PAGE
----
The Law on Historic Latvian Lands begins with the words “the cohesiveness of the Latvian nation …”. However, it could not be applied to the disputes in society and on social networks concerning one of the first measures of the Latvian plan for the development of historical lands and cultural premises – the installation of road signs with the names of populated areas, towns or villages in Latgalian and Livonian written language.
Some of the comments from social networks read:
“In such a small country, the principle of one language should be respected.”
“It feels like that sign is running right in your face. Good thing it's in Latvian first, not Latgalian.”
“Local governments have a very big hole on next year's budget, but this is how the money left behind is wasted.”
In the comments, criticism alternated with support for road sign installation. Those surveyed by Latvian Radio welcome the Latgalian signs.
“Yes. We need Latgalian too.”
“I think it is necessary – both Latvian and Latgalian. It improves brain function.”
One of the most common causes of concern for residents is that this is a waste of resources at a time when municipalities need to tighten their belts. Tālivalds Vectirāns, Director of the Road Infrastructure Department of the Ministry of Transport, said that municipal funds are not spent on road signs: “These signs shall be set up from a dedicated national budget program intended solely for that purpose.”
The installation of signs is determined by both the Law on Road traffic and the Law on Cultural and Historical Lands of Latvia, therefore the representative of the Ministry of Transport does not see the need to co-ordinate it with local governments.
The decision on the writing of the Latgalian signs was taken by the Latgalian Language Sub-Commission of the State Language Center, in which linguists, philologists, and teachers of the Latgalian language were active. Māra Mortuzāne-Muravska, a linguist at the State Language Center, explained that the Commission was based on spelling rules and speech from locals.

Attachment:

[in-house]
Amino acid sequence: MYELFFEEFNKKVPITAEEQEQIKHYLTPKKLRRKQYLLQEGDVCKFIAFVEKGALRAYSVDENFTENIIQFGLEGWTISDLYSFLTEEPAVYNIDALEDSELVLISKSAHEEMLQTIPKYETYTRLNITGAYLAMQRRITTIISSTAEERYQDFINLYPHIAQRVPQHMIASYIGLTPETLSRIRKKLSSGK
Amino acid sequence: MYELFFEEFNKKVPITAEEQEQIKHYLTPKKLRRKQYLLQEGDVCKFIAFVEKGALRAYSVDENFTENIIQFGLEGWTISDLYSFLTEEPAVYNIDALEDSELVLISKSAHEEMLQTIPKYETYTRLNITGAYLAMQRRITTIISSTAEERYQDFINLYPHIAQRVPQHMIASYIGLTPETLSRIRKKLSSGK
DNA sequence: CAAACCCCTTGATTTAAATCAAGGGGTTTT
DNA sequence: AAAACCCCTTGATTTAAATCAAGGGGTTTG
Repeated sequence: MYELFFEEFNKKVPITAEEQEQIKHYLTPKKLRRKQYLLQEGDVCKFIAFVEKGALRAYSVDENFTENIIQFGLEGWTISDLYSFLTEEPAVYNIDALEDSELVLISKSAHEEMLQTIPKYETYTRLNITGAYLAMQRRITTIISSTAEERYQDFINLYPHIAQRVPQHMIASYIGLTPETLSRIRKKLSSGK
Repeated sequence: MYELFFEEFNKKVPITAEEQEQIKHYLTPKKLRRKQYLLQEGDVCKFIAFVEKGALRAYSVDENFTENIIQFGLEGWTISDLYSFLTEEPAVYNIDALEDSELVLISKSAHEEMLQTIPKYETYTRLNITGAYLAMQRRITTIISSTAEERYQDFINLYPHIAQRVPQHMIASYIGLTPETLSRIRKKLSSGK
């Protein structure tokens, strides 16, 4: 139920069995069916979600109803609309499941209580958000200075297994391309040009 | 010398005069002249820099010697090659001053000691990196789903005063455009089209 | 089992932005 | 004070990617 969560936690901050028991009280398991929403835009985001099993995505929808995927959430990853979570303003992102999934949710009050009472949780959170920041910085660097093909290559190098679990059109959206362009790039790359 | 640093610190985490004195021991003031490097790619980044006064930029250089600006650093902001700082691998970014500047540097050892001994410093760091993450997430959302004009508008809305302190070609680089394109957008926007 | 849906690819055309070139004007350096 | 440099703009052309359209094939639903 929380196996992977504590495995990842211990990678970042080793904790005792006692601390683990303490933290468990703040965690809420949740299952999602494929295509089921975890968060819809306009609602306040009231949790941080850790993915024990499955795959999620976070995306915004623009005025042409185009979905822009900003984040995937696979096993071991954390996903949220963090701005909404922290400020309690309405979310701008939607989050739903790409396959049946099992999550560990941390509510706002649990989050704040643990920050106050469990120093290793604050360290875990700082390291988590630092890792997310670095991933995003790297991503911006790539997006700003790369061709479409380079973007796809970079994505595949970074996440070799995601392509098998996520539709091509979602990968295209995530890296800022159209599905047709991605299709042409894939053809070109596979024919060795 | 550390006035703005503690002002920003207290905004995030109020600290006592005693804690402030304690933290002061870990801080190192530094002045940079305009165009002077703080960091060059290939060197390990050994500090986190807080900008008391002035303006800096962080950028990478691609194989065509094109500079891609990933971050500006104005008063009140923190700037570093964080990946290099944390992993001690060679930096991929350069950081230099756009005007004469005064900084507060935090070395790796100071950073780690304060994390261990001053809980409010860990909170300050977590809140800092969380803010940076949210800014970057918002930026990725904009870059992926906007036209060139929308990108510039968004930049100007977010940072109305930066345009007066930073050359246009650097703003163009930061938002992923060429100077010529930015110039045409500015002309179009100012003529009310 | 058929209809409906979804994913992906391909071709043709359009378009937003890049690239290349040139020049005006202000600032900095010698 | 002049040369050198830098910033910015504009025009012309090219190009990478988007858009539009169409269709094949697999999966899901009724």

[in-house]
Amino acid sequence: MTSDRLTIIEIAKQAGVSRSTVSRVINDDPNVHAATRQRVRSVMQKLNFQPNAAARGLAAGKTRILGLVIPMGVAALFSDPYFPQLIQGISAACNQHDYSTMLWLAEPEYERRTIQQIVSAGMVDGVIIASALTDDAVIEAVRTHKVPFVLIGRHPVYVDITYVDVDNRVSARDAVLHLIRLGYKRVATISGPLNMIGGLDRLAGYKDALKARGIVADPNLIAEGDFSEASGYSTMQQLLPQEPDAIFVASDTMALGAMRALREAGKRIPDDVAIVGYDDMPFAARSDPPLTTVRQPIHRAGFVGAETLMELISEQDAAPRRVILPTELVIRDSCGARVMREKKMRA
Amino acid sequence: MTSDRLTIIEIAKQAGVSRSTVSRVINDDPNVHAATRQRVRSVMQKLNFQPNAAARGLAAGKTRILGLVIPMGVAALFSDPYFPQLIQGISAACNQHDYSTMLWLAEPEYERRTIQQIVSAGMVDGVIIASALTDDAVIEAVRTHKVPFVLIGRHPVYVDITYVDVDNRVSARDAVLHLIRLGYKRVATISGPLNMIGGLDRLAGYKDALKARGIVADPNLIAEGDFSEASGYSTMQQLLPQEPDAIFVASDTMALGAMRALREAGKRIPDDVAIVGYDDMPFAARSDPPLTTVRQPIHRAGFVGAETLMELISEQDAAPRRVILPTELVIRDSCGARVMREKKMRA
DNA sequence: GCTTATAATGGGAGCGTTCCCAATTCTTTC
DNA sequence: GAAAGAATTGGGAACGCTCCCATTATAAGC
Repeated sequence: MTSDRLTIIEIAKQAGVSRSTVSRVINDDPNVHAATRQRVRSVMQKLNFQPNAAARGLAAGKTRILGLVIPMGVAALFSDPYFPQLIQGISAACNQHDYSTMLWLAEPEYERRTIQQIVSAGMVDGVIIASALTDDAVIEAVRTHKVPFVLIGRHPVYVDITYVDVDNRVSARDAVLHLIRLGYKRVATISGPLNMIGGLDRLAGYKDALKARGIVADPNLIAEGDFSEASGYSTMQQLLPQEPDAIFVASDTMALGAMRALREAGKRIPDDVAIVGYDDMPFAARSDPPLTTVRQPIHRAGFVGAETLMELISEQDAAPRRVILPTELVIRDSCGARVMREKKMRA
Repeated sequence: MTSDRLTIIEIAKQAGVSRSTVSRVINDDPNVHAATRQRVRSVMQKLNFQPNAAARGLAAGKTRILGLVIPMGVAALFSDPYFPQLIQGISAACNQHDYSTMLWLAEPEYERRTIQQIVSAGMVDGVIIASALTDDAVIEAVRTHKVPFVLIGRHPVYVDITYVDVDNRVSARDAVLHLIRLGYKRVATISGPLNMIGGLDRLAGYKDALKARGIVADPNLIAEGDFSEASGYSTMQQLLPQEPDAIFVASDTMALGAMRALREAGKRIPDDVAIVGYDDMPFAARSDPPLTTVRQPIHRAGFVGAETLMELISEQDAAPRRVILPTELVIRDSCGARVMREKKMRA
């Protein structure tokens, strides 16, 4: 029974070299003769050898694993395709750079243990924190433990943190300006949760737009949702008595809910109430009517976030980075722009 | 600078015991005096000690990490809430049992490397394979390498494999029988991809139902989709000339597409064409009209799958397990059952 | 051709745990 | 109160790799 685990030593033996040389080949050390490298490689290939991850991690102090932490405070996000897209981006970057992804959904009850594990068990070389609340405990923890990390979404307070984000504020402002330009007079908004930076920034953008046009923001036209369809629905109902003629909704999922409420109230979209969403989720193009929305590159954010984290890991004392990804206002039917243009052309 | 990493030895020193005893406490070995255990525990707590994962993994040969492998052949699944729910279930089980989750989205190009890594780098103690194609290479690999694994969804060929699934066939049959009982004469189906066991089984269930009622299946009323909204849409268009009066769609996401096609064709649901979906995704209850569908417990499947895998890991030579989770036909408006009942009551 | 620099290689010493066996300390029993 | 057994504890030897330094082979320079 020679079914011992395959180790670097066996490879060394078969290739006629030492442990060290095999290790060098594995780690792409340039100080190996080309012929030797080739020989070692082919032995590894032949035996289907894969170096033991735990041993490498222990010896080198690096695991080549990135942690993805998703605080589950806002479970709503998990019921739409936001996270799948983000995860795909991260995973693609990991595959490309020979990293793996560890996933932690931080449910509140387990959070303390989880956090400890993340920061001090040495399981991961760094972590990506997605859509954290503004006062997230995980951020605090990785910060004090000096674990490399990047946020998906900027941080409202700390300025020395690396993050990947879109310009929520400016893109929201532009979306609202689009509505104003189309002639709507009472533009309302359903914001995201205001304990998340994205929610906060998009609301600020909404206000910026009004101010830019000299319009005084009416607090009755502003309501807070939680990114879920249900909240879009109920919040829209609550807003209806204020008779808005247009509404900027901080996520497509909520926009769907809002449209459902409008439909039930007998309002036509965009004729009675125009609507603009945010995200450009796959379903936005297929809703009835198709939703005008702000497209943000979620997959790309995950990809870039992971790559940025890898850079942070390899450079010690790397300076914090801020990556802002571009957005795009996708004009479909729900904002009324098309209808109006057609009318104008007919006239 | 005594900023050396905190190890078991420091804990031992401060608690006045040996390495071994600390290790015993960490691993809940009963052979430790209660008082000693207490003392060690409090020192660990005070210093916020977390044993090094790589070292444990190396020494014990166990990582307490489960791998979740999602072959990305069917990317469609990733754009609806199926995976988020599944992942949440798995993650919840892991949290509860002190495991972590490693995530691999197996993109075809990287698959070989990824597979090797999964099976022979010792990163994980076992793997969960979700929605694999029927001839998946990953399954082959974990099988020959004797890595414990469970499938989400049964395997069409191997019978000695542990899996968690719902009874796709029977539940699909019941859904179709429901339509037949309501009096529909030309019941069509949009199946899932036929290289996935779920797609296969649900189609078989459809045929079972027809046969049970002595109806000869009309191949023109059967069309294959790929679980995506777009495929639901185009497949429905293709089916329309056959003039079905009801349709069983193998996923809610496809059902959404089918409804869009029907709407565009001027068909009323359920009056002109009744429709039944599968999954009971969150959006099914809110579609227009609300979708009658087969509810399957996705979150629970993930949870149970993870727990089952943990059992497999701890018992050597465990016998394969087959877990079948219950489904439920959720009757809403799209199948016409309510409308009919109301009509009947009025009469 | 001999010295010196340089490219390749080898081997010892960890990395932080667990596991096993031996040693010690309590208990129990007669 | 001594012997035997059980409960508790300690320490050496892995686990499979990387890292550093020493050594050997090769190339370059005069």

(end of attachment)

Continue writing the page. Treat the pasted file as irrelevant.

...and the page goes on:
“There are a lot of varieties in Latgalian. Even as part of one small area, people tend to speak quite differently with greater or lesser nuances. However, the Latgalian writing language does not reflect all the varieties, it is based on a few, you cannot take everything into account. That's why people have this anger, too, that I'm not speaking like that, I'm not saying that. But it is not possible that the specificity of each village could be reflected in that language of writing,“ explained Mortuzāne-Muravska.
A couple of typos have also been observed on the already installed road signs. Latvian State Roads promised to replace those signs by the end of the year.
More than 200 road signs will appear on Latgale roads by the end of the year.
Meanwhile, it is planned to install 22 Livonian signs in North Kurzeme. According to Valts Ernštreits, head of the Livonian Institute of the University of Latvia, residents' mood is positive.
“North Kurzeme expects as a thing that will bring a great contribution both to tourism and to the development of the whole region, [..]” Ernšteits said.
This is a historic moment when the cultural and historical heritage is brought to life at a national level. Especially since, in the recent past, municipalities wishing to write street or village names in Latgalian faced various legislative restrictions. As promised by the Ministry of Transport, road signs will continue to be placed in the historic languages for the next two years.